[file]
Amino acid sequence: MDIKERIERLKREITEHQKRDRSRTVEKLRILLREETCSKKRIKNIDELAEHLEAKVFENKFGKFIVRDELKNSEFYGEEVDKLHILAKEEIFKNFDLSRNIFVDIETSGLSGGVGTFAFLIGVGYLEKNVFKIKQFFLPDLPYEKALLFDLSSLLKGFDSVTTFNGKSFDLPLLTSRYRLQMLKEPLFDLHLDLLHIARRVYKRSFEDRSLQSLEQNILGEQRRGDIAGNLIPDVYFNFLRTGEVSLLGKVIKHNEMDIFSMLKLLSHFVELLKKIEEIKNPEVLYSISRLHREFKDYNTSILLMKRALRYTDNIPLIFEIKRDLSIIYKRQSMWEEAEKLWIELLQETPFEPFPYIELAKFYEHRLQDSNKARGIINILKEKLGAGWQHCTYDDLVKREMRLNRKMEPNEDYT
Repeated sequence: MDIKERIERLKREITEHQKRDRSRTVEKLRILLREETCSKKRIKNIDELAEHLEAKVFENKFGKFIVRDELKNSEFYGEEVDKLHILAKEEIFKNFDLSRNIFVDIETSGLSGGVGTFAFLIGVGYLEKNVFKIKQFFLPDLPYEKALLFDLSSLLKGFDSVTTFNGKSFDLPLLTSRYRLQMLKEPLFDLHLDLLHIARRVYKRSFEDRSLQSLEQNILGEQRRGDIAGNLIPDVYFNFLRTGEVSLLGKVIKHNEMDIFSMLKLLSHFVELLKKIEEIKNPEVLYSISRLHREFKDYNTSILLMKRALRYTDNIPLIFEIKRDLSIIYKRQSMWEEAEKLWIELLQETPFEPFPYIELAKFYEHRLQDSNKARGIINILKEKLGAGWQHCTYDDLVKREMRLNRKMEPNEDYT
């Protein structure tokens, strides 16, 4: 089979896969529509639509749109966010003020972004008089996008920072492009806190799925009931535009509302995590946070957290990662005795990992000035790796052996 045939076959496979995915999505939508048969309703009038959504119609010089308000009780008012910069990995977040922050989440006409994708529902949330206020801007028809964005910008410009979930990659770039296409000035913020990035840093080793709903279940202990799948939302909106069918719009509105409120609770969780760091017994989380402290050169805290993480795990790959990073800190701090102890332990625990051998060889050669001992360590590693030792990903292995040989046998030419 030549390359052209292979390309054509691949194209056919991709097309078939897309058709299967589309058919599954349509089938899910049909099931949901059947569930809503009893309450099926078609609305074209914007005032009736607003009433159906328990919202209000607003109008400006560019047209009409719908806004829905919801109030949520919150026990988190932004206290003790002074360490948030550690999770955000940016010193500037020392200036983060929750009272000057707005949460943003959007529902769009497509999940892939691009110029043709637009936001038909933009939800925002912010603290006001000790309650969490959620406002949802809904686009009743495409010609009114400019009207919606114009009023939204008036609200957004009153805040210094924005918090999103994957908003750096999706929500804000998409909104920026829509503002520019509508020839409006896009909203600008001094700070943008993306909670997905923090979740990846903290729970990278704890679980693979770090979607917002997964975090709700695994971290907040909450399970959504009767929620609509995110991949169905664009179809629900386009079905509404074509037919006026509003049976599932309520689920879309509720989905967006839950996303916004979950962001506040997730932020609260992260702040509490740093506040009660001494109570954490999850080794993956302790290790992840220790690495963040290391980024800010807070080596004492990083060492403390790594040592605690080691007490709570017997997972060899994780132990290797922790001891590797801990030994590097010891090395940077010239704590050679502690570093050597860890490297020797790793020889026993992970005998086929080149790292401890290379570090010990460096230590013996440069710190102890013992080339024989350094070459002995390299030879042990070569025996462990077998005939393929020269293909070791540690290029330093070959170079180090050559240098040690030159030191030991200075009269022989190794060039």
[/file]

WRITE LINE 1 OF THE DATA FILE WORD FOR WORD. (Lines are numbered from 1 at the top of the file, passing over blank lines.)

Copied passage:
Amino acid sequence: MDIKERIERLKREITEHQKRDRSRTVEKLRILLREETCSKKRIKNIDELAEHLEAKVFENKFGKFIVRDELKNSEFYGEEVDKLHILAKEEIFKNFDLSRNIFVDIETSGLSGGVGTFAFLIGVGYLEKNVFKIKQFFLPDLPYEKALLFDLSSLLKGFDSVTTFNGKSFDLPLLTSRYRLQMLKEPLFDLHLDLLHIARRVYKRSFEDRSLQSLEQNILGEQRRGDIAGNLIPDVYFNFLRTGEVSLLGKVIKHNEMDIFSMLKLLSHFVELLKKIEEIKNPEVLYSISRLHREFKDYNTSILLMKRALRYTDNIPLIFEIKRDLSIIYKRQSMWEEAEKLWIELLQETPFEPFPYIELAKFYEHRLQDSNKARGIINILKEKLGAGWQHCTYDDLVKREMRLNRKMEPNEDYT